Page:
First up is the book by The Creative Penn. Their landing page has a headline that isn’t the name of the book. Instead, they lead in with a question that plays to their target reader’s pain point.
Below the headline is a short description of why the author wrote the book, and the goals it will help the reader achieve. If the person landing on this page is convinced to buy it, they’re also greeted with a list of logos for bookstores they can purchase the book from.
2. Broke Millennial
Got a few different books that have a similar theme? Another way to promote them is by using a book landing page for multiple items. Readers can go there if they’ve read one already, and buy the entire series.
Take this book landing page on Broke Millennial, for example. The person has authored three different books that a reader might be interested in. So instead of just promoting one, they’ve included all three—with a description, photo, and link to buy each.
3. The Purpose of Capital
The same concept as above can apply even if you don’t have more than two standalone books. You can turn your book into a PDF, and promote both the hardback and eBook formats on a single landing page. That way, a reader gets the choice of how they’ll buy the book.
We can see this in action of Purpose of Capital’s landing page. It’s simple and to the point, with obvious links to where the reader can buy them: the secret of any good landing page.
We’ve included this book landing page example from Wealthbeing because of how simple it is. It proves that your landing page doesn’t have to be anything complex. You just need to give the key information about your book in a way that’s easy to understand.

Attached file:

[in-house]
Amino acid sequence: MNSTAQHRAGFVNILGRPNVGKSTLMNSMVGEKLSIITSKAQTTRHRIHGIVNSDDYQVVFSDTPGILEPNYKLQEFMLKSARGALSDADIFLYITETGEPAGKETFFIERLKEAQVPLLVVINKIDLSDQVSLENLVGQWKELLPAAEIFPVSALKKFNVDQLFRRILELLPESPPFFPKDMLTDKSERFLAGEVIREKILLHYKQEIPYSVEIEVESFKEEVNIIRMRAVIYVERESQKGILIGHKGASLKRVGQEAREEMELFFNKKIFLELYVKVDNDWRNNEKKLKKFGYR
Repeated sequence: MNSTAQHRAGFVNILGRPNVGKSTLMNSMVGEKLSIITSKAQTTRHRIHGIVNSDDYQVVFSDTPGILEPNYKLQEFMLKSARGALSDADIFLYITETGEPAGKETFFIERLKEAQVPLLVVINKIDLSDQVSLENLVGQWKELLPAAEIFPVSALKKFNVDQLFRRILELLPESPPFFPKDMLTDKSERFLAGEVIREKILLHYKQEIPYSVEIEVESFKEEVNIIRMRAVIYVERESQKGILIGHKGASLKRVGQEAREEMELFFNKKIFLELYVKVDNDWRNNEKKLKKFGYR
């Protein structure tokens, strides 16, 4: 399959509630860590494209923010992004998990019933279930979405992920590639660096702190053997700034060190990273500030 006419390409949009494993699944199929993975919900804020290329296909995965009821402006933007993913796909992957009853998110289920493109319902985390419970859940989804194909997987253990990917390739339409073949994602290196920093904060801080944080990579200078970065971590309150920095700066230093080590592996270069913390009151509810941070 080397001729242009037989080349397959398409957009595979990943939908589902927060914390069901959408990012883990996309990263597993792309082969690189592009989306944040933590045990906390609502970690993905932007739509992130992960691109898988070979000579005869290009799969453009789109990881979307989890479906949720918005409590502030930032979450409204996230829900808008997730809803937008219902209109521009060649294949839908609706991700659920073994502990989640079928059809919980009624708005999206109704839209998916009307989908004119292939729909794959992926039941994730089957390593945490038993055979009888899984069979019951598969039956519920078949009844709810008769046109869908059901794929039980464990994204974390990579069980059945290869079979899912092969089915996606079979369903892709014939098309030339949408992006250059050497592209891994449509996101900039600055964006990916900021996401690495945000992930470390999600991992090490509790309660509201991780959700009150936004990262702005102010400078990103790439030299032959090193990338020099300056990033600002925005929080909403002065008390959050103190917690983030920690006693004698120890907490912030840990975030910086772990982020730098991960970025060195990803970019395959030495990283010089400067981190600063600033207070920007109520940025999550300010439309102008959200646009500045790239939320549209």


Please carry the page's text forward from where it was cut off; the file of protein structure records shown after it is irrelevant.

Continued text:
You can do this yourself, and replicate the simple look of this landing page, by adding logos to the sites where your readers can buy the book. You’re associating your book with a brand or bookstore they already know, which reduces the barrier to entry for them to actually purchase it.
5. Client Care Academy
It’s not uncommon for authors to write the blurb of their book and focus entirely on what the book covers. But if you’re writing a self-help book, or one that readers use to do something in their life, it’s worth sharing how the book can help your reader in practical terms.
We can see this demonstrated on Client Care Academy’s book landing page. There’s a short description of what the book is about—but a bigger section titled “why you want to buy the book.” This shifts the focus to the reader, speaking to them directly and convincing them that they’ve made the right choice by buying it.
6. 14-18 NOW
Your book landing page should have at least one call to action. This is a button that nudges visitors to buy the book, either on your own website or a third-party bookstore (like Amazon.)
But you shouldn’t just settle for one. This book landing page from 14-18 NOW has multiple calls to action that point in the same direction.
There’s one above the fold to catch people as soon as they land there. And if a visitor scrolls down to read more, there’s another button to catch them again. This gives the visitor multiple opportunities to buy the book and keeps it top of mind.
How to create a landing page for your book
Ready to start selling your book through your own website? You don’t have to invest tons of cash into a professional web designer.
You can grab one of our book landing page templates and do it yourself.
Each template is specifically designed for book sales. That means you’ve got space already marked out for photos, titles, blurbs, and call to action buttons. Simply change the placeholder text to your own, and use our online editor to change the colors and fonts to match your book’s design scheme.
If you’re still not sold, consider this: each template is designed for non-techies. That gives you more time to focus on the creative part of writing a book—the thing you’re good at.
You can see changes as you made them, no code needed.
There’s really nothing stopping you from promoting your book online, and reaching readers worldwide.
Elise is a writer at ConvertFlow, and expert in B2B marketing. She's been featured in publications like ConversionXL, HubSpot, CoSchedule, Content Marketing Institute, Databox, and more. You'll usually find her cooking up some high-quality content for the ConvertFlow blog or campaign library.
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